Edward DeLong is a Professor of Oceanography at the University of Hawai‘i, Manoa. He received his BSc in Bacteriology at the University of California Davis and his PhD in Marine Biology at Scripps Institution of Oceanography, UC San Diego. He is an elected Fellow in the American Academy of Microbiology, the American Academy of Arts and Sciences, the European Molecular Biology Organization, and the American Association for the Advancement of Science.

 

Recent Publications

Beaulaurier J. et al. Assembly-free single-molecule nanopore sequencing recovers complete virus genomes from natural microbial communities. Genome Res. 30:437–446 (2020). doi: 10.1101/gr.251686.119

Eppley J. M. et al. Marine viral particles reveal an expansive repertoire of phage-parasitizing mobile elements. Proc. Natl. Acad. Sci. USA. 119: e2212722119 (2022).

Hackl et al. Novel integrative elements and genomic plasticity in ocean ecosystems. Cell 186:47–62 e16 (2023).

 

Keywords

Environmental research and conservation, Metagenomics, Microbiology, Microbiome, Population genomics 

 

Products

GridION 

 

Unlocking the microbiome of the International Space Station
Sarah Stahl-Rommel, NASA Health and Human Performance Contract & JES Tech, USA
Sarah Stahl-Rommel

Talk title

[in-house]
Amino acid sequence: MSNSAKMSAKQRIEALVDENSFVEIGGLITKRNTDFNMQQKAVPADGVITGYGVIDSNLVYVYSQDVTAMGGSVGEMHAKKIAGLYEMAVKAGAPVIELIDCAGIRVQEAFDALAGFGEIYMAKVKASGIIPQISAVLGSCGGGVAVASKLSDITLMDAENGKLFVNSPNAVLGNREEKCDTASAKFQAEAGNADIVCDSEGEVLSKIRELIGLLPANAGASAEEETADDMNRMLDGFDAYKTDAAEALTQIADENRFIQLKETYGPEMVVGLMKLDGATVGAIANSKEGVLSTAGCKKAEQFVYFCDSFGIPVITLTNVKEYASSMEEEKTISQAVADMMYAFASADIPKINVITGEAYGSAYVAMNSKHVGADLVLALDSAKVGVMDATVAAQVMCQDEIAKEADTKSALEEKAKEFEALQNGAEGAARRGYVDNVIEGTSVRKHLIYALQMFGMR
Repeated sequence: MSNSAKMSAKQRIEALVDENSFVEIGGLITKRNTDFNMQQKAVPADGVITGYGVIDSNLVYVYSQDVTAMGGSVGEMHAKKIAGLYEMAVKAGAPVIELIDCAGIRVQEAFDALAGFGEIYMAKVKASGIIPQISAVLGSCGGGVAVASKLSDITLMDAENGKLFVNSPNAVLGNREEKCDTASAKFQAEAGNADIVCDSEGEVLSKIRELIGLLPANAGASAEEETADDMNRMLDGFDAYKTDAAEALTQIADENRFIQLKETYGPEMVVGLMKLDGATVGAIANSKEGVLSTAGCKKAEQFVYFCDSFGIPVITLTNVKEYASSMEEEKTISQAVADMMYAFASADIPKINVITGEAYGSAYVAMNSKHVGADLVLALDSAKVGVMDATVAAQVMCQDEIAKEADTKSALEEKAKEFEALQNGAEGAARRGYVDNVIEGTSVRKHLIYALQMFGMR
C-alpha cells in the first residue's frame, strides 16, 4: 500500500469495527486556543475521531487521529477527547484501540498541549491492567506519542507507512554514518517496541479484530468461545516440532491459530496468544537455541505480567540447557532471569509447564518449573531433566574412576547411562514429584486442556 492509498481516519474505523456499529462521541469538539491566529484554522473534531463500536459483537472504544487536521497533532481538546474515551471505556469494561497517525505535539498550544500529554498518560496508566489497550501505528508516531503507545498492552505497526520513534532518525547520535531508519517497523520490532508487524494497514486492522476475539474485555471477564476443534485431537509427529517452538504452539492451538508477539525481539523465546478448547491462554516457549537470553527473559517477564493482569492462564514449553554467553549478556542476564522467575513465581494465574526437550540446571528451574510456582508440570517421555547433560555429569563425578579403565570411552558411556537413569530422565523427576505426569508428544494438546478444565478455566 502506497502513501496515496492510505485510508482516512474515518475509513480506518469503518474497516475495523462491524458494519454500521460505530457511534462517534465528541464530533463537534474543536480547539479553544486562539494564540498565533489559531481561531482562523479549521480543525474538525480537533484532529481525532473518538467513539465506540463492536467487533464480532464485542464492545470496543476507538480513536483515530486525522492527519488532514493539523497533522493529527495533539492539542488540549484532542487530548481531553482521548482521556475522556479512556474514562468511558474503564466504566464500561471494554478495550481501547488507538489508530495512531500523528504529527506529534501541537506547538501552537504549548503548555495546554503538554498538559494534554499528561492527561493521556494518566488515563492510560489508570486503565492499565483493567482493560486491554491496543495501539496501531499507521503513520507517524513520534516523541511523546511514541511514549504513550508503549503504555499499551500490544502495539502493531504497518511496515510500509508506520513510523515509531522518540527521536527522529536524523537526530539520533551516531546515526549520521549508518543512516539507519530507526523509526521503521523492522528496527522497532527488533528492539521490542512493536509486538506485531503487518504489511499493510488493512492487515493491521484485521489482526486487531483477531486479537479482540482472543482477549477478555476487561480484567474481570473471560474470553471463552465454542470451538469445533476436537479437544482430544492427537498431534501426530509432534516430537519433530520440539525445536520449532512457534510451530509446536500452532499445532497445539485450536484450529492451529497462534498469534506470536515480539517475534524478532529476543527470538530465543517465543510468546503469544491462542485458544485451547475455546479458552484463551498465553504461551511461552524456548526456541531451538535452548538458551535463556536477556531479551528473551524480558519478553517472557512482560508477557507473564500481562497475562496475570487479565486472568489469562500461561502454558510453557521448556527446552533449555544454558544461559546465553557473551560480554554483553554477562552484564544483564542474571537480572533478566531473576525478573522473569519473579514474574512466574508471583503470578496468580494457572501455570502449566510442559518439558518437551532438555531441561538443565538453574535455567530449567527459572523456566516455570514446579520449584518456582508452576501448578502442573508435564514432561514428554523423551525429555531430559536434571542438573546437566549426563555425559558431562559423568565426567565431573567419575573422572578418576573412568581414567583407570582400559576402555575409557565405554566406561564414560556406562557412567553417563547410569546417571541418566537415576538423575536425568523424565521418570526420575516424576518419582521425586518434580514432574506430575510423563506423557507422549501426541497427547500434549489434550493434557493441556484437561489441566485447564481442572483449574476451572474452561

Unlocking the microbiome of the International Space Station

 

Abstract

The microbiome of the International Space Station (ISS) has been monitored to assess risk to spacecraft and crew for 22 years. This monitoring has been achieved through onboard culture and ground-based analyses with bias toward the detection of culturable organisms depicting generally low biodiversity. The implementation of culture-independent, nanopore-based studies, both onboard the ISS and with returned samples, is revealing a more thorough depiction of the microbiome. There is a common core microbiome across time and location, but key distinct areas of greater diversity exist. Through further investigation, these areas are emerging as unique ecological niches, potentially resulting in environmentally driven microbial selection. Moreover, the presence of some noted taxa has implications for crew health, planetary protection, and controls in future spacecraft systems. The ability to perform in situ profiling of the microbiome is transforming how NASA assesses risk.

 

Biography

Sarah Stahl-Rommel is the research lead for microbial monitoring technology development at the NASA Johnson Space Center. Toward that goal, she has driven the development of a complete sample-to-sequencer process for microbiome assessments and oversaw its successful implementation during analog and spaceflight missions. With her ultimate goal of sequencing-based microbial monitoring in any setting by any crew, Sarah is currently validating new methods to remove temperature constraints on reagents and working to provide enhanced crew autonomy for future NASA missions.

 

Keywords

Microbiology, Microbiome, Targeted sequencing

 

Products

MinION Mk1B, MinION Mk1C

Blondie networking area
Microbiology & infectious disease
13:20 - 14:20 BST 14:20 - 15:20 CEST 08:20 - 09:20 EDT 05:20 - 06:20 PDT 22:20 - 23:20 AEST
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METHYLATION & PHASING